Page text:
Mortar shells struck a major Shiite shrine outside Damascus on Friday, killing its caretaker and threatening to further escalate sectarian tensions in Syria's ongoing civil war, the government and NGOs said.
Mortar shells struck near a major Shiite shrine outside Damascus on Friday, killing its caretaker in an attack that threatens to further escalate sectarian tensions in Syria’s civil war, the government and activists said.
State-run news agency SANA said shells fired by rebels fighting to topple President Bashar Assad landed “in the vicinity” of the revered Sayida Zeinab shrine, killing Anas Roumani, the shrine’s administrative director. Several people were wounded in the explosion, SANA said.
Protection of the ornate, golden-domed mosque has become a rallying cry for Shiite fighters backing Assad, raising the stakes in a conflict that is increasingly being fought along sectarian lines.
Lebanese fighters from the militant Shiite Hezbollah group as well as Shiite Iraqi fighters have joined Syrian forces in battling rebels in the suburb that is home to the shrine of Sayida Zeinab, the Prophet Muhammad’s granddaughter. The area, about 16 kilometers (10 miles) south of Damascus, has been engulfed in an offensive by Assad’s forces to recapture suburbs held by rebels and areas in the country’s strategic heartland.
The Syrian Observatory for Human Rights, which relies on a wide network of activists on the ground, said the shells struck on the edge of shrine’s complex, causing minor damage to its external wall.
Before Syria’s civil war, now in its third year, the shrine attracted tens of thousands of Shiite pilgrims from around the world. Last year, rebels kidnapped Iranian pilgrims visiting the area, accusing them of being spies. The pilgrims were later released.
In Lebanon, Hezbollah leader Sheik Hassan Nasrallah has called it “a duty” to protect the shrine, saying that if Syrian rebels destroyed it, that would ignite a sectarian war with no end.
Also Friday, pro-government Kurdish fighters battled al-Qaida-linked rebels in northeastern Syria, the latest in clashes that have killed more than 40 on both sides this week, activists said.
The Kurdish forces, which back Assad, have fought rebels from radical Islamic groups in the northeastern province of Hassakeh and the northern region of Aleppo for months now.
Fighting erupted again on Tuesday and the dead since then have included 15 Kurdish fighters of the pro-government Kurdish Democratic Union Party, or PYD, as well as 28 al-Qaida-linked fighters from the Jabhat al-Nusra or Nusra Front and the Islamic State of Iraq and the Levant, the Britain-based Observatory said.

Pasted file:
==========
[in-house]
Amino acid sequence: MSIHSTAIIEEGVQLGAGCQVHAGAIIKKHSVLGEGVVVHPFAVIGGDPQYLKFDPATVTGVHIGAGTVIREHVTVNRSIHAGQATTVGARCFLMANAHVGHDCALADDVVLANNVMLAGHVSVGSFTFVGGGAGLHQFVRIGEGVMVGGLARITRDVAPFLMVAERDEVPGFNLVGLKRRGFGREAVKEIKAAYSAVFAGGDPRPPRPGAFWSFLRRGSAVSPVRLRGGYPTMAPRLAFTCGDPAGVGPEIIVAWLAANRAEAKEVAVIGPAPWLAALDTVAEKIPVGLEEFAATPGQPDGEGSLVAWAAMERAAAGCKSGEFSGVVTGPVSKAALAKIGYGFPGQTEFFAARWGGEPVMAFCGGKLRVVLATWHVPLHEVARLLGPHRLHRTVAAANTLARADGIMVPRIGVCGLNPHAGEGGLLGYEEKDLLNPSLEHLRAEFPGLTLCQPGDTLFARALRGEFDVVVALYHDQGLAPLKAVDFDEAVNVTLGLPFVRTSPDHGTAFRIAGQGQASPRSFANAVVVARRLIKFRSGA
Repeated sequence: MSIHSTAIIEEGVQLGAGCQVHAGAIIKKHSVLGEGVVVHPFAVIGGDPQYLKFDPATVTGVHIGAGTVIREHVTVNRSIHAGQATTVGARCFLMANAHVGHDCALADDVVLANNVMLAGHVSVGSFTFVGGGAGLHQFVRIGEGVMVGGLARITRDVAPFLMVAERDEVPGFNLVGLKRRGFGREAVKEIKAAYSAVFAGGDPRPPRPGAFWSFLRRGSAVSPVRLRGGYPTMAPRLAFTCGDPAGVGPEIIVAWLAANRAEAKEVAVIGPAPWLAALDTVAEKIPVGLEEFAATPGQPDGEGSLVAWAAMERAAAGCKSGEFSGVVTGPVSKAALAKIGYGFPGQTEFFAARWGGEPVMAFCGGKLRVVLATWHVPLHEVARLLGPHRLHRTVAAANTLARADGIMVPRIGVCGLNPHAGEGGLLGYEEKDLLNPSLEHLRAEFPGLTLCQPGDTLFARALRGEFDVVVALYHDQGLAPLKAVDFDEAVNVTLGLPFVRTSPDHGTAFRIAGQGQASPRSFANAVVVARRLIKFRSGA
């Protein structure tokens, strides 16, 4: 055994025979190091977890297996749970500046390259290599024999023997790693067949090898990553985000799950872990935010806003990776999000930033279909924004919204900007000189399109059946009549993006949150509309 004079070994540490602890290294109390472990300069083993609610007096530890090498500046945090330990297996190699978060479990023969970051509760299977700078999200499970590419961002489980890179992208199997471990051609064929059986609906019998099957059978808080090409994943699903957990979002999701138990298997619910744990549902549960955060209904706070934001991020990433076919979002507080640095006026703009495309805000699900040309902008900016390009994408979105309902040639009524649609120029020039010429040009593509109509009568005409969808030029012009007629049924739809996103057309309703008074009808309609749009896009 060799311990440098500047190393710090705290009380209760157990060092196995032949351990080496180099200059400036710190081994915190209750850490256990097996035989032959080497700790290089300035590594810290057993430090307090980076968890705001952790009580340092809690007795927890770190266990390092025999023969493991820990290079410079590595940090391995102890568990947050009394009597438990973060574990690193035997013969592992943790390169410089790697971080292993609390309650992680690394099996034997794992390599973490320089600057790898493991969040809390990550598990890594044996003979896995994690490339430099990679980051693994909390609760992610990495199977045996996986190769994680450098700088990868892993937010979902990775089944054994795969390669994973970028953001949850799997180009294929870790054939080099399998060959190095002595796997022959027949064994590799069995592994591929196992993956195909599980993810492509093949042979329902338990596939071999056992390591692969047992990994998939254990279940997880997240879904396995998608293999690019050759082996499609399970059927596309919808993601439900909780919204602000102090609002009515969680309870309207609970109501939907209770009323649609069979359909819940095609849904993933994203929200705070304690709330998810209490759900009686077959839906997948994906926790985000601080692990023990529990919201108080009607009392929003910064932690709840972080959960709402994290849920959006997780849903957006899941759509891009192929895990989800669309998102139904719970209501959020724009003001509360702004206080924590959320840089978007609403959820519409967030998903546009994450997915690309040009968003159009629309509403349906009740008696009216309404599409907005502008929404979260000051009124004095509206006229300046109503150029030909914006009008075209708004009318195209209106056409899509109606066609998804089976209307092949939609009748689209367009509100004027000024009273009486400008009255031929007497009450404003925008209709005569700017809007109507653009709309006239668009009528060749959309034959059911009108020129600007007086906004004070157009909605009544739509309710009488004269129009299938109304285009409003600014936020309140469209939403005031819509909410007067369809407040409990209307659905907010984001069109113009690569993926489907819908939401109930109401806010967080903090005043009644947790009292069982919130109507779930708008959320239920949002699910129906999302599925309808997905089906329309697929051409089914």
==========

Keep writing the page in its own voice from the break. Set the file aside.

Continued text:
The Kurdish militiamen captured the oil-rich area of Suweidiyeh and also the town of Ras al-Ayn near the border with Turkey, the Observatory said. It added that Friday’s fighting focused mostly on towns and villages near Ras al-Ayn.
Kurds, the largest ethnic minority in Syria, make up more than 10 percent of the country’s 23 million people and have seen their loyalties split in the conflict between pro- and anti-Assad groups. The minority is centered in the poor northeastern regions of Hassakeh and Qamishli, wedged in between the borders of Turkey and Iraq. The capital, Damascus, and Syria’s largest city, Aleppo, also have several predominantly Kurdish neighborhoods.
In other developments, authorities in Damascus complied with a rebel demand and released several women prisoners, Lebanese officials said Friday.
The release was expected to set the stage for the freeing of several Lebanese Shiite pilgrims held by Syrian rebels since they were abducted in May 2012.
Lebanese security officials, speaking on condition of anonymity in line with regulations, said the women were released on Thursday. The Observatory said 23 women were freed, though there was no confirmation from Damascus.
It was unclear when or why the women were detained. There are tens of thousands of prisoners in Syrian jails, including many political prisoners and Assad opponents.
Lebanese officials have been shuttling between Syria and Turkey to try to mediate the pilgrims’ release. In January, rebels freed 48 Iranians in exchange for more than 2,000 prisoners held by Syrian authorities.
More than 93,000 people have been killed since the Syrian conflict started in March 2011 as largely peaceful protests against Assad’s rule. The crisis escalated into a civil war after some opposition supporters took up arms to fight a brutal government crackdown on dissent.
Also Friday, Lebanese military prosecutors filed charges against six members of the Nusra Front, accusing them of having weapons and explosive devices with the aim of “carrying out terrorist attacks” in Lebanon, the state-run National News Agency said. If convicted, they could face the death sentence, the report said.
Syria’s civil war has spilled over to Lebanon on several occasions in the past months, killing scores. Many Lebanese Sunnis support the overwhelmingly Sunni uprising against Assad, while Shiites generally back Hezbollah and the Syrian regime.
The British government said Friday it banned - effective immediately - the Nusra Front, a move making membership in the group a criminal offense. The Home Office said it added the group to the government’s list of outlawed organizations, a U.K.-wide roster of foreign and domestic terror groups.
Many Western governments have expressed concern that the Syrian conflict is serving as an incubator for Islamist terror. Last week senior British lawmakers warned that jihadists in Syria “currently represent the most worrying emerging terrorist threat to the U.K. and the West.”
Date created : 2013-07-20